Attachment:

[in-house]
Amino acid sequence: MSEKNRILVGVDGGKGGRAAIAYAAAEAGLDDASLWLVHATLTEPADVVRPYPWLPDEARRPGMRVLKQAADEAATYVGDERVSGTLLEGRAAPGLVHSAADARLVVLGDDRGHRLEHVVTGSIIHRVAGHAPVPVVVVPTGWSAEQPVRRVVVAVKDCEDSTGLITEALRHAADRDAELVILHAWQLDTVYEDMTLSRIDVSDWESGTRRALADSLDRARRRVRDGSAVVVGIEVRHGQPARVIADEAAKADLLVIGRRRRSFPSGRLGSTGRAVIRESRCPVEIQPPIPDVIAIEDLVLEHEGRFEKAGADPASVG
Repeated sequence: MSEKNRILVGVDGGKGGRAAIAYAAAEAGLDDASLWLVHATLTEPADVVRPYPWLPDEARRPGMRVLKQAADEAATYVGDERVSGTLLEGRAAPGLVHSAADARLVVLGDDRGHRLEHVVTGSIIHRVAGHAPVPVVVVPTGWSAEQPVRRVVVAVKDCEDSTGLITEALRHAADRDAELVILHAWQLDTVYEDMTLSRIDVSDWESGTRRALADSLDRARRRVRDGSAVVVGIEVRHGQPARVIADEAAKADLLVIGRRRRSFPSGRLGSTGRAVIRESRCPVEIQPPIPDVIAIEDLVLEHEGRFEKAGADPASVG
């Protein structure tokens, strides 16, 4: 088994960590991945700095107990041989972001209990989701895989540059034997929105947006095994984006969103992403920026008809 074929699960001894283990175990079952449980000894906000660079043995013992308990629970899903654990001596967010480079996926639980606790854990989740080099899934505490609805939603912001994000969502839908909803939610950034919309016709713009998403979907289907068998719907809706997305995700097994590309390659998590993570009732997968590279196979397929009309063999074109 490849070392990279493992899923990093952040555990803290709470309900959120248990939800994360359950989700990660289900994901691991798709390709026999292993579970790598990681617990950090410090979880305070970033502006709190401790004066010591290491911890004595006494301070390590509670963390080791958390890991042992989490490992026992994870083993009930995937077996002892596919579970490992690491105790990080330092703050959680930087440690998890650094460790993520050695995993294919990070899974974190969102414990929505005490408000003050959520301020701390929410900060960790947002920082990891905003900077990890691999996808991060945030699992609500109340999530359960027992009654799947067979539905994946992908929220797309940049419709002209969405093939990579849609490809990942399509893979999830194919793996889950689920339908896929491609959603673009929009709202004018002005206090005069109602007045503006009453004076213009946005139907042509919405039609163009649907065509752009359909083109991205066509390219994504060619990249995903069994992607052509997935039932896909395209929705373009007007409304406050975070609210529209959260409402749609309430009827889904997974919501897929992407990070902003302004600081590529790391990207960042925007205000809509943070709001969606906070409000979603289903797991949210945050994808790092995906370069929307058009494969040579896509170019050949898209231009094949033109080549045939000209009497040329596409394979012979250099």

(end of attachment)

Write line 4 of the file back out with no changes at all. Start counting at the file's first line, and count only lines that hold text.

């Protein structure tokens, strides 16, 4: 088994960590991945700095107990041989972001209990989701895989540059034997929105947006095994984006969103992403920026008809 074929699960001894283990175990079952449980000894906000660079043995013992308990629970899903654990001596967010480079996926639980606790854990989740080099899934505490609805939603912001994000969502839908909803939610950034919309016709713009998403979907289907068998719907809706997305995700097994590309390659998590993570009732997968590279196979397929009309063999074109 490849070392990279493992899923990093952040555990803290709470309900959120248990939800994360359950989700990660289900994901691991798709390709026999292993579970790598990681617990950090410090979880305070970033502006709190401790004066010591290491911890004595006494301070390590509670963390080791958390890991042992989490490992026992994870083993009930995937077996002892596919579970490992690491105790990080330092703050959680930087440690998890650094460790993520050695995993294919990070899974974190969102414990929505005490408000003050959520301020701390929410900060960790947002920082990891905003900077990890691999996808991060945030699992609500109340999530359960027992009654799947067979539905994946992908929220797309940049419709002209969405093939990579849609490809990942399509893979999830194919793996889950689920339908896929491609959603673009929009709202004018002005206090005069109602007045503006009453004076213009946005139907042509919405039609163009649907065509752009359909083109991205066509390219994504060619990249995903069994992607052509997935039932896909395209929705373009007007409304406050975070609210529209959260409402749609309430009827889904997974919501897929992407990070902003302004600081590529790391990207960042925007205000809509943070709001969606906070409000979603289903797991949210945050994808790092995906370069929307058009494969040579896509170019050949898209231009094949033109080549045939000209009497040329596409394979012979250099």